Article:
The best writing comes from enthusiasm. But even when you’re the #1 fan of your writing topic, coming up with a witty, engaging, and enticing message can be difficult.
From copywriting to content creation, we’ve all experienced the bang-your-head-against-the-wall writer’s block and experienced being completely unsatisfied with a draft copy. It’s not comfortable, and it can make you question your writing skills. But, we’ve also experienced the energizing burst of pride when we come up with amazing copy, that reminds you why you write in the first place.
So, how do we escape the writer’s block and venture into new, engaging copy? Sometimes, getting back to basics is the key.
Reminding yourself of certain guidelines can help you break free of boring copy and uncover the perfect wording to get your strong message across.
To go through writing tips, we first need to understand the difference between copywriting and content creation. While they need to work together, they are not the same.
The goal of copywriting is to get the reader to take an action. That action may be to make a purchase, sign up for a newsletter, or learn more about a product or service.
Content creation is more about the value the content offers itself. It doesn’t necessarily need to be a written piece, but it does need to communicate information, a message, a new perspective – whatever your message may be. It’s meant to entice the reader or viewer to want to learn more, take an action, and become a customer.
I would be remiss if I didn’t mention the tips that help me write anything at all, let alone something great. Most of the time, the hardest step to overcome is getting your words down.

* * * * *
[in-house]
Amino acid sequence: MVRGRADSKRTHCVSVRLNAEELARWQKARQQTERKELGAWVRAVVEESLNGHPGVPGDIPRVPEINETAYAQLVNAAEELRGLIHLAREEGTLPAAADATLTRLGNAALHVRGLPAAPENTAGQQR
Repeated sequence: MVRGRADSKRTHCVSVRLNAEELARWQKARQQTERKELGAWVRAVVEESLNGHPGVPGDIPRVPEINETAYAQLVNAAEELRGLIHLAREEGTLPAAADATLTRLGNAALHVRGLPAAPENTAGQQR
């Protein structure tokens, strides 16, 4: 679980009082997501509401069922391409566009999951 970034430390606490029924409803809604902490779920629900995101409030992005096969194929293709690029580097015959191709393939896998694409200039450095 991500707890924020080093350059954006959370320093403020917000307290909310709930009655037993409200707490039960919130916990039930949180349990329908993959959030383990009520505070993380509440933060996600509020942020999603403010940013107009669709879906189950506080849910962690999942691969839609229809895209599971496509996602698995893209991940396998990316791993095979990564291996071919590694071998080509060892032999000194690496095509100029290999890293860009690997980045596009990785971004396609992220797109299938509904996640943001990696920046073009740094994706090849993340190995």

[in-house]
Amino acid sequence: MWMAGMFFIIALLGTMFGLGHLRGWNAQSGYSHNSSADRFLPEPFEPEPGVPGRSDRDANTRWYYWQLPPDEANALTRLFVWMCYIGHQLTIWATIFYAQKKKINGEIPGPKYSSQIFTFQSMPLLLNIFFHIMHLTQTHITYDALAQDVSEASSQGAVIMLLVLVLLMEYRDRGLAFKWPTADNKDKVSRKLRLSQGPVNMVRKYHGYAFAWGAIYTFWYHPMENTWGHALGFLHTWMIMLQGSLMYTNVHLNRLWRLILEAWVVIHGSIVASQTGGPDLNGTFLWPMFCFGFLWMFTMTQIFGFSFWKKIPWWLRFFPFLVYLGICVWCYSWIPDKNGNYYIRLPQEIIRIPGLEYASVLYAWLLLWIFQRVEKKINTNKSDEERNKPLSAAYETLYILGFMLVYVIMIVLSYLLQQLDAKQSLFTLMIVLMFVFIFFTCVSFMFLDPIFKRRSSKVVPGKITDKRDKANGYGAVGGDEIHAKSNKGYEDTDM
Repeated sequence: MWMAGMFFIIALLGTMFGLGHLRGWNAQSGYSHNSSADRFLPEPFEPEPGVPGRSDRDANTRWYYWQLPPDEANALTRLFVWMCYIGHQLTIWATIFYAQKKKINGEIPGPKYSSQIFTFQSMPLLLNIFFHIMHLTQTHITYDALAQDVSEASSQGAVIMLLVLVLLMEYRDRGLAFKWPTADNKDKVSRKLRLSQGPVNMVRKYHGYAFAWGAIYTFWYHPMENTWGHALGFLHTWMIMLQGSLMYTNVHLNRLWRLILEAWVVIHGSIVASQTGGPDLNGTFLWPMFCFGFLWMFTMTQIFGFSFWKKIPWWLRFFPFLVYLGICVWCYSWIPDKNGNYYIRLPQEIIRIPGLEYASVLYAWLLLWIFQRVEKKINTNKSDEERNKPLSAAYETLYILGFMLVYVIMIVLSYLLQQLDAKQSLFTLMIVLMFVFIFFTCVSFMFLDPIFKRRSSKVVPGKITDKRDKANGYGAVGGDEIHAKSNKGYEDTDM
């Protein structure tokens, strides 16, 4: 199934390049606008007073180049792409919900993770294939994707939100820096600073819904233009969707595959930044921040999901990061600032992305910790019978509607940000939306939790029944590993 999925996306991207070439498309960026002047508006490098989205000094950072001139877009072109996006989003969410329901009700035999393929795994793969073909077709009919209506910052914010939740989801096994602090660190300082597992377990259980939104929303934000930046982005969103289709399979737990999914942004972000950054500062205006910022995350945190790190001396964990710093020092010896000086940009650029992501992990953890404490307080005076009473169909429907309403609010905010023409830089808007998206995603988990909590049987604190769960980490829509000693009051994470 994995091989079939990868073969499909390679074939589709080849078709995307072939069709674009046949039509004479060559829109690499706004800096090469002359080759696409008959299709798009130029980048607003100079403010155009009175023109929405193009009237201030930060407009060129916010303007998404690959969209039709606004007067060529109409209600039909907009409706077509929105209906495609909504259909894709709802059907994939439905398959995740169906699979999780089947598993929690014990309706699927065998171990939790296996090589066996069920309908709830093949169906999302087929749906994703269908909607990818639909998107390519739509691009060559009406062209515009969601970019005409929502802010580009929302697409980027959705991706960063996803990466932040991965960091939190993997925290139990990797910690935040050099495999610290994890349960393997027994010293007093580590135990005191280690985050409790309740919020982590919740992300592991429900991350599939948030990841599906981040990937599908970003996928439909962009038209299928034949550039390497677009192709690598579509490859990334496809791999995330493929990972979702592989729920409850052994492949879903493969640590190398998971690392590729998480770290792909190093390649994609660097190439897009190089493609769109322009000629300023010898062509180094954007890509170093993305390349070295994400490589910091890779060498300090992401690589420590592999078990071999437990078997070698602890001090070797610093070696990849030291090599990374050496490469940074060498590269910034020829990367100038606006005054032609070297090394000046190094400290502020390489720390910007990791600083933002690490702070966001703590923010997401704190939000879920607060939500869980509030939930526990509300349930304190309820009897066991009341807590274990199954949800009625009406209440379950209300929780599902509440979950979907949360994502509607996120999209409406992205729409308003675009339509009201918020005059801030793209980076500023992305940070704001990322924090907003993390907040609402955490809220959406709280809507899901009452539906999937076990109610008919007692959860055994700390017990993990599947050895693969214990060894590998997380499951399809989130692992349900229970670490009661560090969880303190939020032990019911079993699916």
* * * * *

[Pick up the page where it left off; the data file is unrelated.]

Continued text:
Write in order of inspiration. If you want to start at the intro and work your way down, great! If you want to start at paragraph 3 take a jump to paragraph 5, and then the scenic route to your introduction, that’s great too. You’ll eventually tie everything together, but starting with the section you’re most excited about will quickly get your creative juices flowing.
Just start writing and write fast. If it’s a blog post or article, get your thoughts out in the open and know you can refine later. If it’s something short like a tagline or a title, write several versions and grow from your initial ideas. There are no bad ideas at this point (and if they are truly bad, no one needs to know but you). Letting go of your concerns that your writing isn’t good enough will free you to write something bad – which will eventually lead to something great.
Be strategic about your writing location. I choose to write in a different place than where I check emails or look at spreadsheets. This could be heading to a coffee shop, or simply sitting on the couch instead of at the desk. Choosing something less restrictive notifies your brain that it’s time to be creative.
Now that we are all comfy and have our creativity hats on, let’s write some great content.
While most all industries have room for enthusiastic, creative copy, not all industries have the flexibility to use informal grammar or a cutesy tone.
Understanding the limitations of your company and industry can help you understand the limitations of your tone. Readers have certain expectations for content from your industry, and while you can toe the line to shock and grab the attention of your readers, crossing it will lead to cognitive dissonance in your readers.